Last week I fielded a bunch of e-mails noting that my strategic silence on the cricket results was unbecoming of such a rabid sports fan. Far be it from me to make the same mistake twice: Sri Lanka absolutely hammered England this week, putting on their biggest ever defeat in one-day internationals, and did it with nary a century. I’d love to gloat more, but I’m kept humble by the knowledge that for some reason, this generation of Sri Lankan batsmen is obsessed with high-variance shots: the reverse sweeps and scoops and late, late cuts for which a matter of millimetres separates a stylish four from a humiliating return catch. We’ll come crashing back to earth soon enough. Speaking of which, maybe I was distracted by the NBA but this week’s web-based econogeekery was a little thin. Duncan Green offered some advice on how to improve blogging but missed out the cardinal rule: say something interesting.
- Saying something interesting is definitely not a problem for Berk Ozler. He digs in deep to the McIntosh and Zeitlin cash-vs-‘traditional’ programming paper, focusing on a less-well reported result: one arm of the study (a large transfer, not part of the strict benchmarking exercise) had negative effects on non-recipients. Why? The authors speculate it might be because the large fiscal stimulus increased prices over the time period covered by the study. Two points. First, these results aren’t statistically significant, even though the size of the effects seems large. This could be because they’re a chance artefact of the data or because they study wasn’t structured to measure these effects properly. We don’t know, so we can’t say which is true. Secondly, the paper itself is still a goldmine, because it confronts us with a series of tough trade-offs that as policy makers we should be explicitly considering but often just ignore. Negative spillovers do not mean it’s not worth it. Just that we have to ask the question.
- Lies, damned lies and narrative? There’s a great quote in this Tim Harford post about the importance of statistics, from Hetan Shah, to the effect that while it’s easy to lie with statistics, it’s even easier to lie without them. Harford discusses why people disengage so readily once numbers are brought into the discussion. He concludes what we need may not be more learning, but more curiosity. Add in a dash of extra perseverance and I think he’s probably right.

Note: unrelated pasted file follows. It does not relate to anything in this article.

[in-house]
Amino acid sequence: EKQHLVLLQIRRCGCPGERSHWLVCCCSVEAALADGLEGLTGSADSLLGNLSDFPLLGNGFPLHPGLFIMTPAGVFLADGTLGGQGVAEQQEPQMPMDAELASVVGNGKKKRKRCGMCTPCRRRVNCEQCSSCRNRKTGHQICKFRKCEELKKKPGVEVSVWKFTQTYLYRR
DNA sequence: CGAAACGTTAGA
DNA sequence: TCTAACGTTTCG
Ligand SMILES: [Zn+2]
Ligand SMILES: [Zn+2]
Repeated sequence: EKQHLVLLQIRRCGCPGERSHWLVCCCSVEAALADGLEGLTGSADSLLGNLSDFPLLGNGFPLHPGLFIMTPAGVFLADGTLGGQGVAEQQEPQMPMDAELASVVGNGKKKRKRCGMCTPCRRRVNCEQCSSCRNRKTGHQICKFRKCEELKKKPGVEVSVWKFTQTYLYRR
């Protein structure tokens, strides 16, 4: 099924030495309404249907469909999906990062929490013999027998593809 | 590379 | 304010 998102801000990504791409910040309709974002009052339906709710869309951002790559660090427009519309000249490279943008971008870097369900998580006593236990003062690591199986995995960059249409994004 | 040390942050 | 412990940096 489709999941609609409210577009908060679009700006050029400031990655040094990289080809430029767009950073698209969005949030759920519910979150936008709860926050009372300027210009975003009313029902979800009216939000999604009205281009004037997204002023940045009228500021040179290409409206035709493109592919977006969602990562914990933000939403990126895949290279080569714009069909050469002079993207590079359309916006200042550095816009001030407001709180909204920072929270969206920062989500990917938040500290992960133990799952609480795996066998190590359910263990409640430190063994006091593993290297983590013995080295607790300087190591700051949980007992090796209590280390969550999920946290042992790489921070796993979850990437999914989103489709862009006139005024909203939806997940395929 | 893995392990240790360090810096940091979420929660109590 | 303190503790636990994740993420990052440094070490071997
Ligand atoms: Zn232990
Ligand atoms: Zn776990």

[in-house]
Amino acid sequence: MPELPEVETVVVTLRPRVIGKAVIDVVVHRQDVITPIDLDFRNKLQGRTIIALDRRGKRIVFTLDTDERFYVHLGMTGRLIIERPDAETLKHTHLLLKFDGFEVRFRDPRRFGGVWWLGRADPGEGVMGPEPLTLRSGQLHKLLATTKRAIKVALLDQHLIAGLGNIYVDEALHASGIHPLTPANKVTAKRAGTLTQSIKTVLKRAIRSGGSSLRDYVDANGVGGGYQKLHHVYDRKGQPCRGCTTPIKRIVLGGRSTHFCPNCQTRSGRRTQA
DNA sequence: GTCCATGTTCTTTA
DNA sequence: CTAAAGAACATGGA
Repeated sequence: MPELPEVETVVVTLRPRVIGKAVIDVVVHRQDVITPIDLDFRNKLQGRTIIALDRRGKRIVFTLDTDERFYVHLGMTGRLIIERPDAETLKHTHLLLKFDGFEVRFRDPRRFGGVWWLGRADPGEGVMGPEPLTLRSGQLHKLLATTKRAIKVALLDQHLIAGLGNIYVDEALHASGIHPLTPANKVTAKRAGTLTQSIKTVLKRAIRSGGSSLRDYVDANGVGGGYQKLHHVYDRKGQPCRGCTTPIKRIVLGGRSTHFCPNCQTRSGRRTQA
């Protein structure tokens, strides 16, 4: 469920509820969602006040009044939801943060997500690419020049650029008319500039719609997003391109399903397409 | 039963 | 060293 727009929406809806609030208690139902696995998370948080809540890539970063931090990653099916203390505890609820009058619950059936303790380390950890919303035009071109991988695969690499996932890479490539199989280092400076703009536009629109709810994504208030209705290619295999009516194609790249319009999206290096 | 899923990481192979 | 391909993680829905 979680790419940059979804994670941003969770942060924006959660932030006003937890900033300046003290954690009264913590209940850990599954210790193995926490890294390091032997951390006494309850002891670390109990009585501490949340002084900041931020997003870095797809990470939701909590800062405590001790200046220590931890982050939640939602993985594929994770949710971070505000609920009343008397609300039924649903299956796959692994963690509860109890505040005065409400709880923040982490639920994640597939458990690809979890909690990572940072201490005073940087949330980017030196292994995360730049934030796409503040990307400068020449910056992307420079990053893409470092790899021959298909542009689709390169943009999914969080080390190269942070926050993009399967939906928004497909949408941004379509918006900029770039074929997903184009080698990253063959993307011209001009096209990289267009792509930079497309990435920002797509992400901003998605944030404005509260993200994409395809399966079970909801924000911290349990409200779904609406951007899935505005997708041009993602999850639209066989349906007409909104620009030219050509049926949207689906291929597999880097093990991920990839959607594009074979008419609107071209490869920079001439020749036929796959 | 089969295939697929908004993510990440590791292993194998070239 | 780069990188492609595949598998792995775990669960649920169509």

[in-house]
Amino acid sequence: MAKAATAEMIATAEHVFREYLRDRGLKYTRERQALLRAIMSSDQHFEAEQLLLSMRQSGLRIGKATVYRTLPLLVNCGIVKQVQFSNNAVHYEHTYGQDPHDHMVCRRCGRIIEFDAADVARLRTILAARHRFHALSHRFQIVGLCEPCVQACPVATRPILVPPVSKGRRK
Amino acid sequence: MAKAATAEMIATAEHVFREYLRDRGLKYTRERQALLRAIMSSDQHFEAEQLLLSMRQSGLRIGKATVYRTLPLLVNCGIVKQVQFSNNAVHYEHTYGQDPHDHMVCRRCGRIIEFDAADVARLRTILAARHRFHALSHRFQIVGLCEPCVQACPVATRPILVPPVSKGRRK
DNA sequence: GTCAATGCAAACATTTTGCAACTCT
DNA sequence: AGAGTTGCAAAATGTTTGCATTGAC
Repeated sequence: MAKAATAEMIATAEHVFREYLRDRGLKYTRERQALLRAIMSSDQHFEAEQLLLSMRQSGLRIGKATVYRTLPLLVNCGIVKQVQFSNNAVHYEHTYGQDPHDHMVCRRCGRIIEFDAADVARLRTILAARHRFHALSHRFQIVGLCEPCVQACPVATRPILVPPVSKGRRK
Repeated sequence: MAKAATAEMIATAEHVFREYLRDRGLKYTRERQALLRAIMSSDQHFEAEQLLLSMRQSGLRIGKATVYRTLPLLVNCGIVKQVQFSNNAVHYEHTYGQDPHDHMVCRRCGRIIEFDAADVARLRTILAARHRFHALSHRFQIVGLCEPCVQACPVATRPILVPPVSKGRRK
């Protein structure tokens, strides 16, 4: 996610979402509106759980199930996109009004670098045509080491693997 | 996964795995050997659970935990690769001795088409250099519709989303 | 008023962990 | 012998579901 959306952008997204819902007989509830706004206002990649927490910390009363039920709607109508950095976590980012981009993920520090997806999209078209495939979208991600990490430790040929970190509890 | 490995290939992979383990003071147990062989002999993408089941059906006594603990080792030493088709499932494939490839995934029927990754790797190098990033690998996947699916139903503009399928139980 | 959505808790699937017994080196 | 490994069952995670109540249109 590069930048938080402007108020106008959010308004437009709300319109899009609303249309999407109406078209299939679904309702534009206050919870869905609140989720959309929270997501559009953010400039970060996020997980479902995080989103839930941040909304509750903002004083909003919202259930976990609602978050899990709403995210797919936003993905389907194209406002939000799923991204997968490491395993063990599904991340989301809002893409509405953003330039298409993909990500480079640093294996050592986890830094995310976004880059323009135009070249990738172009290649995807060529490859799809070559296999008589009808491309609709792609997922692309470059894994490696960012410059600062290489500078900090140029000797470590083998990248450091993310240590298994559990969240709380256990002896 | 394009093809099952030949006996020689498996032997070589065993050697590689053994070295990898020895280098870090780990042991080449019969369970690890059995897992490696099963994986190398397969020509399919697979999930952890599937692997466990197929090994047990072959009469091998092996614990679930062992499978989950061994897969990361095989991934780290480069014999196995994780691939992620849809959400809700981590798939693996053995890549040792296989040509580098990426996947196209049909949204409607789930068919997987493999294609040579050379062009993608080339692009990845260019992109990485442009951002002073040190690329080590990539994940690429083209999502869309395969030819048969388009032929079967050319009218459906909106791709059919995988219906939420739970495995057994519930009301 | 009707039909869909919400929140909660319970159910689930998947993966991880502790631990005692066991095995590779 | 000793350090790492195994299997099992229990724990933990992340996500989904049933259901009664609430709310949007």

- If we’re talking about lies and misdirection, this is a good time to mention that Michael Clemens and Kate Gough are here to point out the what the facts say about migration (and specifically, the caravan Trump seems to be getting upset about). They’re too polite to put it like this, but most of what people instinctively believe about migration is bullshit, most of the policy we’re seeing enacted around the world is bullshit, and most of the rhetoric being used to win votes on it is bullshit. Again, in more polite terms, this is what Ian Goldin and Benjamin Nabarro get at on VoxEU.
- Owen Barder and Andrew Rogerson lay the smack down on the International Finance Facility for Education, with good reason. The answer to every problem is not ‘throw money at it until it disappears’. You’d think that smart people would understand that, but nope. Maybe we should spend more on their education?
- Shahra Razavi and Silke Staab argue that the recent World Development Report on the future of work is as anachronistic as the Rivera mural it takes its front cover from. They argue it fails on gender, fails on social protection and fails on the need for intervention in labour markets. I’m not sure their positions are right on any of these points, but I do have to agree that there was a thoughtful debate to be had about a lot of this stuff that just isn’t there. Anyone, on either side, saying the answer is clear is lying to you, but ignoring difficult decisions does not make them go away.
- Maybe I missed the rest, but that was all I saw this week that made me really sit up and take notice, so it’s on to the marginalia (and also the only bit most people actually click on the links for): LitHub brings the pedantry and tries to make the case for using words properly, losing battle though it is. And in news that somehow managed to escape my attention until now, someone literally tried to steal the Magna Carta this week. I mean, what was the plan? Was he going to try and sell it down the Dog and Duck? Or auction it at Christie’s?
Have a great weekend, everyone!